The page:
I’m writing this looking at palm trees. It’s ten years since Aaron and I met and we’re taking some time in the sun by ourselves to celebrate. The Dish crew will take care of the joint while I’m away, as they take care of the joint while I’m not. You know what I most crave? Not having to have an opinion about the world every day.
I remember an enchanting dude I had a fling with in Miami Beach about twenty years ago. One morning, as we were rousing and I was drinking some coffee and reading the paper (yes, it was a paper back then), I asked him something about Clinton’s healthcare reform proposal. He looked at me non-plussed, as he might. “Oh,” he said matter-of-factly. “I don’t have an opinion about that.” There wasn’t a scintilla of apology or a smidgen of embarrassment. He just had opinions about more pressing personal matters. Like where to go for breakfast. No wonder I fell for him. For a few days.
This weekend, we featured some core faves of mine: the inexpressible beauty of Allegri’s Miserere, which I was first lucky enough to hear live in the chapel of Magdalen College, Oxford, on Ash Wednesday. You don’t expect to be shocked by choral music. But those high treble notes are almost erotically charged with the divine. Then we excerpted a passage from one of my beloved theologians, James Alison, whose writing about Jesus manages to cut so often to the core of the Christian revelation, and makes it shocking and new again.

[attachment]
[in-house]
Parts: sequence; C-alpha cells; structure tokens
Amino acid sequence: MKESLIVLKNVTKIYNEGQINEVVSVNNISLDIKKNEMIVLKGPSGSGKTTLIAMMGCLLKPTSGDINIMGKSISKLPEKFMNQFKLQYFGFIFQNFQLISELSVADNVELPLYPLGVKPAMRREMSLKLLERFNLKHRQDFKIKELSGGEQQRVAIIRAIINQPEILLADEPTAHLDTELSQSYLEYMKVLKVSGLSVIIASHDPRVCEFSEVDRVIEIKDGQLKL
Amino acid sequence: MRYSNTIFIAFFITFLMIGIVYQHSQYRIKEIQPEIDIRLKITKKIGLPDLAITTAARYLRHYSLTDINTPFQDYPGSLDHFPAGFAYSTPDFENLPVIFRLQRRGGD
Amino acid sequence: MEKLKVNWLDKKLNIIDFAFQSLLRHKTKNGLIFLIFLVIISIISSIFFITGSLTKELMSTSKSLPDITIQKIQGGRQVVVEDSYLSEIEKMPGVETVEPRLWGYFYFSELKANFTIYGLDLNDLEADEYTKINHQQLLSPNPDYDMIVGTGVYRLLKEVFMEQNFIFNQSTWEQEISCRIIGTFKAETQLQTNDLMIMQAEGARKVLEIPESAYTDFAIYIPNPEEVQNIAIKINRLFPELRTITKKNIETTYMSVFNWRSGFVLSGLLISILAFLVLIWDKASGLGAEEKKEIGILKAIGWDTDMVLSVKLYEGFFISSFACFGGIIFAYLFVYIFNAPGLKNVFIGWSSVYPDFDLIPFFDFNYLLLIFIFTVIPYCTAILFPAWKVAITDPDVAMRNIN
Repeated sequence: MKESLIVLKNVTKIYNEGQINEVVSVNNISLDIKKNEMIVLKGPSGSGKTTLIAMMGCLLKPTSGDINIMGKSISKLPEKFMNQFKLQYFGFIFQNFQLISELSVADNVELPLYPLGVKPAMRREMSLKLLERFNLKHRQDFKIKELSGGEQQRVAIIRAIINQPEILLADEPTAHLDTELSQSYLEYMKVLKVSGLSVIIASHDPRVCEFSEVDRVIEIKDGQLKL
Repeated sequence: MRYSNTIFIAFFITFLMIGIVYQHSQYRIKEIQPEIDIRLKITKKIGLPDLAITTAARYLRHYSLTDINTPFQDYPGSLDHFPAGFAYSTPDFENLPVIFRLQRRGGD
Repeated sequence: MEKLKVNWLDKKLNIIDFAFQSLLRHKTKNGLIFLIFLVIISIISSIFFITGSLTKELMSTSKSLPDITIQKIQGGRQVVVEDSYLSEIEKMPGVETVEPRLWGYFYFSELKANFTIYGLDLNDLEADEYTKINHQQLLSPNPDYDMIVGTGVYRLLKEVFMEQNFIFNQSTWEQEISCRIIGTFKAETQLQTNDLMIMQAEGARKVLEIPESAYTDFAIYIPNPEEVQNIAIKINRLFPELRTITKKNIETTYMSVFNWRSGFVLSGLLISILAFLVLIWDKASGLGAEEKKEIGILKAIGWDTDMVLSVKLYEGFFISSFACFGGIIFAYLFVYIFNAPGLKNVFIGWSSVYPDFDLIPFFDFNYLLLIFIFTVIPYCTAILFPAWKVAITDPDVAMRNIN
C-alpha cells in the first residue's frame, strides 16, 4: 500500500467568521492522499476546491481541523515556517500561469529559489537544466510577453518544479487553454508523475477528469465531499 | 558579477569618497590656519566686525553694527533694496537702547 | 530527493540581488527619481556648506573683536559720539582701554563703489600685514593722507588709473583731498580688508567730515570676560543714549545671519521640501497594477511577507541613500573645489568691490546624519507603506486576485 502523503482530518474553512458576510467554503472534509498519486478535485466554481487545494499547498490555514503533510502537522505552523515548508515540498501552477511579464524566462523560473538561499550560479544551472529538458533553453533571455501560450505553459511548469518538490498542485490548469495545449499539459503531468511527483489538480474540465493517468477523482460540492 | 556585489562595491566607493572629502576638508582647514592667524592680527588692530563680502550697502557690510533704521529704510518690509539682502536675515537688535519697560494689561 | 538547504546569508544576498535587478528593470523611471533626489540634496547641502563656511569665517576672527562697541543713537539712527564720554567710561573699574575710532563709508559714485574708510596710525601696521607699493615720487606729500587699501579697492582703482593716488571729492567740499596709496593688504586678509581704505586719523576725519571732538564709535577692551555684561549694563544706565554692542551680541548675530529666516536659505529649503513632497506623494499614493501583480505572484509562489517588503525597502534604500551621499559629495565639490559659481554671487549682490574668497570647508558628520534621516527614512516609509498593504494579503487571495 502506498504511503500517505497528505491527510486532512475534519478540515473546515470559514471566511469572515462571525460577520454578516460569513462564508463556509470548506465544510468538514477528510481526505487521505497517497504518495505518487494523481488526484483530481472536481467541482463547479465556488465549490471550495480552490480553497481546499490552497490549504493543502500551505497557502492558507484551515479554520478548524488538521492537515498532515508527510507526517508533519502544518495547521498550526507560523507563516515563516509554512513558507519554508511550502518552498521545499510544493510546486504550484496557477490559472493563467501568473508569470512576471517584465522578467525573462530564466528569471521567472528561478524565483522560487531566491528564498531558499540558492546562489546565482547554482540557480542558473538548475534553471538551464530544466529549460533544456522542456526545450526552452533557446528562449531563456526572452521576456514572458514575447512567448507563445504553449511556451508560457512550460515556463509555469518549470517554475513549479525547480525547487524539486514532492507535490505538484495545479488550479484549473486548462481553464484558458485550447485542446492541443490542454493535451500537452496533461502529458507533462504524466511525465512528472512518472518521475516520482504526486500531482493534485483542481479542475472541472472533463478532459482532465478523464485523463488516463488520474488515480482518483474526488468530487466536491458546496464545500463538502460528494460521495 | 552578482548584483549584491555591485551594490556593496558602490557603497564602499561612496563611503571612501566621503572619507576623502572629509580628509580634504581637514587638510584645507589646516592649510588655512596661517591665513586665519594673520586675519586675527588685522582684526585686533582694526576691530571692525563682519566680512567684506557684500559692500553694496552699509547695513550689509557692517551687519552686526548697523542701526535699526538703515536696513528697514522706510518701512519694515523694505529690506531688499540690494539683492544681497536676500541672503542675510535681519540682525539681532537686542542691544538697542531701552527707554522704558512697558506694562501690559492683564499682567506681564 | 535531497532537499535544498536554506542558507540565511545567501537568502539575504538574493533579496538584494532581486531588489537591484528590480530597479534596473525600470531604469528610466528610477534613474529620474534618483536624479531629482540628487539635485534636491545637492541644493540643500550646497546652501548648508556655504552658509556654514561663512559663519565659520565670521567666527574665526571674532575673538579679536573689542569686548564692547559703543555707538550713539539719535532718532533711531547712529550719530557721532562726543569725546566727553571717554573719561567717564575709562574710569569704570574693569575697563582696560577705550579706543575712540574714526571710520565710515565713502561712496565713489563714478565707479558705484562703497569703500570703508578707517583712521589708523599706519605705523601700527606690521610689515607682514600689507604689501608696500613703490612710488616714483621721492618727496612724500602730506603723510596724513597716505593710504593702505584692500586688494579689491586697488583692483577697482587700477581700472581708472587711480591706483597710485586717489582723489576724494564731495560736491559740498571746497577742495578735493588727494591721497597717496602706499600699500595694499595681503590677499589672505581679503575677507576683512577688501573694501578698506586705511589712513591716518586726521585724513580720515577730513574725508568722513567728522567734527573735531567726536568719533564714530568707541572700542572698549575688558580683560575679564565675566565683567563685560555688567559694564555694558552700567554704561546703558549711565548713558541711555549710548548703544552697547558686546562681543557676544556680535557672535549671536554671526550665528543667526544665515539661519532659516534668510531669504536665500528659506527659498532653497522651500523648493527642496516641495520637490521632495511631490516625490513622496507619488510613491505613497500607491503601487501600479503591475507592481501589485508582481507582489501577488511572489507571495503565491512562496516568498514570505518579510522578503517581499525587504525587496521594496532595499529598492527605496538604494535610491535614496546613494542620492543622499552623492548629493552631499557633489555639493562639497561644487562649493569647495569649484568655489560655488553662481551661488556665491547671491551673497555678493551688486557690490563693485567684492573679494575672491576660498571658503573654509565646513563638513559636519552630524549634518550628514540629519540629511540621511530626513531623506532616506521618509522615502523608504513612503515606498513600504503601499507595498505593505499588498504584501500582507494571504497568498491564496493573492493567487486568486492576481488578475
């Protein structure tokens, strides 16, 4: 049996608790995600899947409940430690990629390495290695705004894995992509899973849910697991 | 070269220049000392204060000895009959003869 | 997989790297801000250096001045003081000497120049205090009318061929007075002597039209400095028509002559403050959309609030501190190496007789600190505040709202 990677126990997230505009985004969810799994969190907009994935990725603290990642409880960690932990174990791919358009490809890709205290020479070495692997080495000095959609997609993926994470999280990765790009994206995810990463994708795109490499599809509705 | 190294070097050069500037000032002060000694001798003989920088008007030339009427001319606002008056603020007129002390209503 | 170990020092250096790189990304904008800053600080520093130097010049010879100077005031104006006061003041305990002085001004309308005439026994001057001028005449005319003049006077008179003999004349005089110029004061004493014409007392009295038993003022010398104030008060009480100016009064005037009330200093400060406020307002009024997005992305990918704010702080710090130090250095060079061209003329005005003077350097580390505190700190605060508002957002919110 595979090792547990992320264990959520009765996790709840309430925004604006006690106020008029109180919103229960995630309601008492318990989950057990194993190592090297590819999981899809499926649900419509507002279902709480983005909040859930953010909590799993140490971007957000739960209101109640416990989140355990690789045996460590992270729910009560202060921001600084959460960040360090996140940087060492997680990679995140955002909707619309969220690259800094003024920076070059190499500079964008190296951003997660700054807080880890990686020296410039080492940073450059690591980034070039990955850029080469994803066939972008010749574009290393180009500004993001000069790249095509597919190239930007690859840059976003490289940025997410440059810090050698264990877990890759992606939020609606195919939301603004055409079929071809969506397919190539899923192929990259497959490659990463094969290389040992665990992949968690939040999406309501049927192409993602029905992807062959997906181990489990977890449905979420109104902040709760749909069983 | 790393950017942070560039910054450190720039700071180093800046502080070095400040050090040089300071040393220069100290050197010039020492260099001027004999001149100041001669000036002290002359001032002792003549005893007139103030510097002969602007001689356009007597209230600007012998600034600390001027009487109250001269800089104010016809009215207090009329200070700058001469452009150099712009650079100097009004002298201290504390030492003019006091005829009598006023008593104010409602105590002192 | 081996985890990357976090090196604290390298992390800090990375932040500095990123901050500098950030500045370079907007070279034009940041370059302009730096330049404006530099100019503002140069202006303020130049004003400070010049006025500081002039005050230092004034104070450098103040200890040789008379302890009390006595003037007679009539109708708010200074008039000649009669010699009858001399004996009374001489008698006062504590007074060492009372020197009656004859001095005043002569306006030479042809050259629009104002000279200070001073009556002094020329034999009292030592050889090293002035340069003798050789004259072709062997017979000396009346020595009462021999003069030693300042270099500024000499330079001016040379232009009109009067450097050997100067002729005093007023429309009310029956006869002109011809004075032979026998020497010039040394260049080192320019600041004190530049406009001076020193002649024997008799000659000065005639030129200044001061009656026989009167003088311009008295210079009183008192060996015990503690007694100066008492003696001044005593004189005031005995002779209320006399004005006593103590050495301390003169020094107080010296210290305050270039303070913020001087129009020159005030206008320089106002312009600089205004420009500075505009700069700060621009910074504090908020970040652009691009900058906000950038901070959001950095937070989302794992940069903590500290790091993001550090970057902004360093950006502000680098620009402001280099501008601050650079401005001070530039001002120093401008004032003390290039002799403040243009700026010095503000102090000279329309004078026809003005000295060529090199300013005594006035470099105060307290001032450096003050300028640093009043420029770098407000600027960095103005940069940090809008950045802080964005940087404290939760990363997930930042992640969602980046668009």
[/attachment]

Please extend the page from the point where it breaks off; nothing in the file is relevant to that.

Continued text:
Crimea, it helps to understand, has a deep role in the arrival of Orthodox Christianity in Russia, making it an almost sacred space, along with Ukraine, for the Russian nation, broadly understood. Today’s rigged referendum is just another example of a political event that cannot be understood without a grasp of religious history. Which is why the Dish weekends are not an alternative to our political debate; they’re a foundation of it.
More on enchantment, secularism and the debate over Charles Taylor here. And if you’ve never seen Catherine Tate’s classic sketch as a know-nothing translator, do yourselves a politically incorrect favor.
See you in about a week. Be good.
(Post photo: A girl holds a flag during a Pro Russian supporters rally in Lenin Square on March 15, 2014 in Simferopol, Ukraine. As the standoff between the Russian military and Ukrainian forces continues in Ukraine’s Crimean peninsula, world leaders are pushing for a diplomatic solution to the escalating situation. Crimean citizens will vote in a referendum tomorrow on whether to become part of the Russian federation. By Dan Kitwood/Getty Images. Thumbnail photo: Andrew Hart)